Perrault. Academic characteristics in the neo-Palladian style, epitomized by William Kent, are a

parallel development in Britain and the British colonies: within interiors, Kent's furniture designs are
vividly influenced by the Baroque furniture of Rome and Genoa, hierarchical tectonic sculptural
elements, meant never to be moved from their positions, completed the wall decoration. Baroque is
a style of unity imposed upon rich, heavy detail.
The Baroque was defined by Heinrich Wlfflin as the age where the oval replaced the circle as the
center of composition, that centralization replaced balance, and that coloristic and "painterly" effects
began to become more prominent. Art historians, often Protestant ones, have traditionally
emphasized that the Baroque style evolved during a time in which the Roman Catholic Churchhad to
react against the many revolutionary cultural movements that produced a new science and new
forms of religionReformation. It has been said that the monumental Baroque is a style that could
give the Papacy, like secular absolute monarchies, a formal, imposing way of expression that could
restore its prestige, at the point of becoming somehow symbolic of the Counter-Reformation.
Whether this is the case or not, it was successfully developed in Rome, where Baroque architecture
widely renewed the central areas with perhaps the most important urbanistic revision.

Periods[edit]
The Baroque era is sometimes divided into roughly three phases for convenience:[13][14][15]

Early Baroque, c. 1590 c. 1625

High Baroque, c. 1625 c. 1660

Late Baroque, c. 1660 c. 1725

Late Baroque is also sometimes used synonymously with the succeeding Rococo movement.

Painting[edit]
Main article: Baroque painting

Caravaggio, The Crowning with Thorns

A defining statement of what Baroque signifies in painting is provided by the series of paintings
executed by Peter Paul Rubens for Marie de Medici at the Luxembourg Palace in Paris (now at
theLouvre),[16] in which a Catholic painter satisfied a Catholic patron: Baroque-era conceptions of
monarchy, iconography, handling of paint, and compositions as well as the depiction of space and
movement.
Baroque style featured "exaggerated lighting, intense emotions, release from restraint, and even a
kind of artistic sensationalism". Baroque art did not really depict the life style of the people at that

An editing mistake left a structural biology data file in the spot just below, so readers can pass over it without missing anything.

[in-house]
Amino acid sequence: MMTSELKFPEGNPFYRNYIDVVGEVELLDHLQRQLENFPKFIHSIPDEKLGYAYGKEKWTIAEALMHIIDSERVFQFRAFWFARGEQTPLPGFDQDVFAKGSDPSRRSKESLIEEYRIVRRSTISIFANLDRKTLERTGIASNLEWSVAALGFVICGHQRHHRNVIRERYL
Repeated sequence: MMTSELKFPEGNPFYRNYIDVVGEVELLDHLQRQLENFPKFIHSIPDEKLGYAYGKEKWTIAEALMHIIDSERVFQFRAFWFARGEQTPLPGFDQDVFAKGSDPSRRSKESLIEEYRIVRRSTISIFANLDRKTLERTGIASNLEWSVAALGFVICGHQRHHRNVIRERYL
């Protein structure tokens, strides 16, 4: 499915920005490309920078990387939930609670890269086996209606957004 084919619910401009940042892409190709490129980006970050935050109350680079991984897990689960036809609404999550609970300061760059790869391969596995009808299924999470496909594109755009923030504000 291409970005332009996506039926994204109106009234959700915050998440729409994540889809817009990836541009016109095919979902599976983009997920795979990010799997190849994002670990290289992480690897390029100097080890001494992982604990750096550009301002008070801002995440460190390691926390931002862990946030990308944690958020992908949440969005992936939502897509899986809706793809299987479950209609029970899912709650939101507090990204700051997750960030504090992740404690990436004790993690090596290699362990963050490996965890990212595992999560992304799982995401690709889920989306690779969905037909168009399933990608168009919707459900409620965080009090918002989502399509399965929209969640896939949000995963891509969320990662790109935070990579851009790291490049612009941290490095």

time; however, "closely tied to the Counter-Reformation, this style melodramatically reaffirmed the
emotional depths of the Catholic faith and glorified both church and monarchy" of their power and
influence.[17]
There were highly diverse strands of Italian baroque painting, from Caravaggio to Cortona; both
approaching emotive dynamism with different styles. The most prominent Spanish painter of the
Baroque was Diego Velzquez.[18]
Another frequently cited work of Baroque art is Bernini's Saint Theresa in Ecstasy for the Cornaro
chapel in Saint Maria della Vittoria, which brings together architecture, sculpture, and theatre into
one grand conceit.[19]

Still-life, by Josefa de bidos, c. 1679,Santarm, Portugal, Municipal Library

The later Baroque style gradually gave way to a more decorative Rococo.
A rather different art developed out of northern realist traditions in 17th century Dutch Golden Age
painting, which had very little religious art, and little history painting, instead playing a crucial part in
developing secular genres such as still life, genre paintings of everyday scenes, and landscape
painting. While the Baroque nature of Rembrandt's art is clear, the label is less often used
for Vermeerand many other Dutch artists. Flemish Baroque painting shared a part in this trend, while
also continuing to produce the traditional categories.
In a similar way the French classical style of painting exemplified by Poussin is often classed as
Baroque, and does share many qualities of the Italian painting of the same period, although the
poise and restraint derived from following classical ideas typically give it a very different overall
mood.

Sculpture[edit]